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Nov 2, 2021

Yahoo pulls out of China for good

Posted by in categories: business, internet, law

Yahoo has shut down access to its services in China, becoming the latest American tech company to exit the country.

It pulled the plug “in recognition of the increasingly challenging business and legal environment,” a Yahoo spokesperson said in a statement.

“Yahoo remains committed to the rights of our users and a free and open internet. We thank our users for their support.”

Nov 1, 2021

China: Corporate debt crisis spreads/Zhongwang: suspended in stock market & fraud conviction in U.S.

Posted by in categories: business, finance, law

This company’s entry in the US; market; along with other aluminum giants is said to have caused the shutdown of a large number of Aluminum manufacturers based in the US. It seemed that local US companies were unable to compete with state backed companies which were taking advantage of the free trade agreement.

However, the trade tariffs along with recent events have in turn caused this firm to become insolvent. It’s founder is now being detained by the US under fraud charges.

Continue reading “China: Corporate debt crisis spreads/Zhongwang: suspended in stock market & fraud conviction in U.S.” »

Oct 31, 2021

AI Is Keeping Watch Over Government Spending

Posted by in categories: government, law, robotics/AI

As the world turns increasingly more digital and data-driven, there is an increasing desire for greater visibility and transparency of data. Governments around the world have turned to digital means to submit and pay taxes as well as collect a variety of revenue from different sources. Likewise, governments are making deeper use of data and systems for their expenditures and analyzing the patterns of that spending.

One of the lesser-known agencies in the US federal government is the Bureau of the Fiscal Service (BFS). As a bureau of the U.S. Department of the Treasury, the BSF manages the federal government’s accounting, central payment systems, and public debt. In essence, the BFS is the bookkeeper for the US federal government. A huge role given the trillions of dollars that flow through US coffers on an annual basis. Since the Federal Funding Accountability and Transparency Act of 2006 (FFATA) was signed into law on September 26 2006, the BFS has embarked on a number of wide ranging data-centric efforts to provide visibility into government spending including USASpending.gov, FiscalData.Treasury.gov, and DataLab.USASpending.gov.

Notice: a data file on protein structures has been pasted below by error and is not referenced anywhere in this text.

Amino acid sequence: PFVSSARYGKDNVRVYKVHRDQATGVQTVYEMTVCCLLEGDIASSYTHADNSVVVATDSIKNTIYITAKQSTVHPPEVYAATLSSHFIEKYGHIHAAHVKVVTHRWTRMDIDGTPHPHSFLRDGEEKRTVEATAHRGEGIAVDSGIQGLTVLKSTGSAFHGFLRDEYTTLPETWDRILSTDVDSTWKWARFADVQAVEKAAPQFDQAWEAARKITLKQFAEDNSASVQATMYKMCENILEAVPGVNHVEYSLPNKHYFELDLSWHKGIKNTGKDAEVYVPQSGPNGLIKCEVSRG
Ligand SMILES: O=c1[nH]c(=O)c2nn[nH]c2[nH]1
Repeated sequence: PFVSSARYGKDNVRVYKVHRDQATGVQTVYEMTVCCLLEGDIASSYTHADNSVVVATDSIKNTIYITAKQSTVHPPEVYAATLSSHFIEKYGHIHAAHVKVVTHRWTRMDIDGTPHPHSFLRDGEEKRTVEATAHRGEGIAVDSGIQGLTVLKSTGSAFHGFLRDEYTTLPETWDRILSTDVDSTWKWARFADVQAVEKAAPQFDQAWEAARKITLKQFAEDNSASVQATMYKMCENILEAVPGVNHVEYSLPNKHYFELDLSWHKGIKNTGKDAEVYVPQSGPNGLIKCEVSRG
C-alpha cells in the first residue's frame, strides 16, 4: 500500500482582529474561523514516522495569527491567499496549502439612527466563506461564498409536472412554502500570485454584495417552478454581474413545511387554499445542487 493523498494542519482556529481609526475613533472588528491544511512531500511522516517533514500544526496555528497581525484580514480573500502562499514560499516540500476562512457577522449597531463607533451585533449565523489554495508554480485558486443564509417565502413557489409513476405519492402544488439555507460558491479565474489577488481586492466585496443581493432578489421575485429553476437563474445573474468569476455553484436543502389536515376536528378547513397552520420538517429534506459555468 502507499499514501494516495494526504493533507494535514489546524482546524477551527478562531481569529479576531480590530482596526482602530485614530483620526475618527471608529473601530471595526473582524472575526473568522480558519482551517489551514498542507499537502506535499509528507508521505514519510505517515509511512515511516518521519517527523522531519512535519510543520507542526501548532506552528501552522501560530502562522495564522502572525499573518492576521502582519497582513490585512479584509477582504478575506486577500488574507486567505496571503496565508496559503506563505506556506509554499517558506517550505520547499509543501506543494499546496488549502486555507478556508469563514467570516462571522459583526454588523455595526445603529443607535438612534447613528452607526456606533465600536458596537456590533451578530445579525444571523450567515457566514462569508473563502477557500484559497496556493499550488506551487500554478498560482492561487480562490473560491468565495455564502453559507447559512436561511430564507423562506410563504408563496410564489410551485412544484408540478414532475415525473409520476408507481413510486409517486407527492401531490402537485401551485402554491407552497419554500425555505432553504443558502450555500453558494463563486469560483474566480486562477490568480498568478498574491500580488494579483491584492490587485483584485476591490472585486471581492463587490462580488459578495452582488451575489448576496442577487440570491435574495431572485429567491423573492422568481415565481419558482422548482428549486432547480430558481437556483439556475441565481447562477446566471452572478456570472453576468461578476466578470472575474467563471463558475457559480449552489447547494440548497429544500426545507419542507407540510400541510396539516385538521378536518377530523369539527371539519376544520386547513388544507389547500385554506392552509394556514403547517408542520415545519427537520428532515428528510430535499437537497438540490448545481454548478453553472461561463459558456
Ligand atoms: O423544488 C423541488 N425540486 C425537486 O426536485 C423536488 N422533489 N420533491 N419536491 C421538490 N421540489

Not surprisingly, the BFS has also invested heavily in the use of AI, the main topic of an upcoming AI in Government presentation on November 18 2021 with Justin Marsico, Chief Data Officer of the Bureau of the Fiscal Service. In that presentation, Justin shares how deeply the bureau is investing in the use of AI and some of the ways in which it is providing insights into government spending and revenues.

Oct 27, 2021

Mati Gill, CEO, AION Labs — AI & Computational Technology For Improving Drug Discovery & Development

Posted by in categories: biotech/medical, government, law, robotics/AI, security

AI & computational technology for improving drug discovery & development — mati gill, CEO, AION labs.


Mati Gill is the Chief Executive Officer, of AION Labs (https://aionlabs.com/), a company recently launched and backed by a coalition of pharma and tech leaders, including AstraZeneca, Merck, Pfizer, Teva, Amazon Web Services (AWS), and the Israel Biotech Fund (IBF) and Israel Innovation Authority, to improve the whole drug discovery & drug development process with AI and computational biology.

Continue reading “Mati Gill, CEO, AION Labs — AI & Computational Technology For Improving Drug Discovery & Development” »

Oct 24, 2021

NATO releases first-ever strategy for Artificial Intelligence

Posted by in categories: biotech/medical, information science, law, policy, quantum physics, robotics/AI, security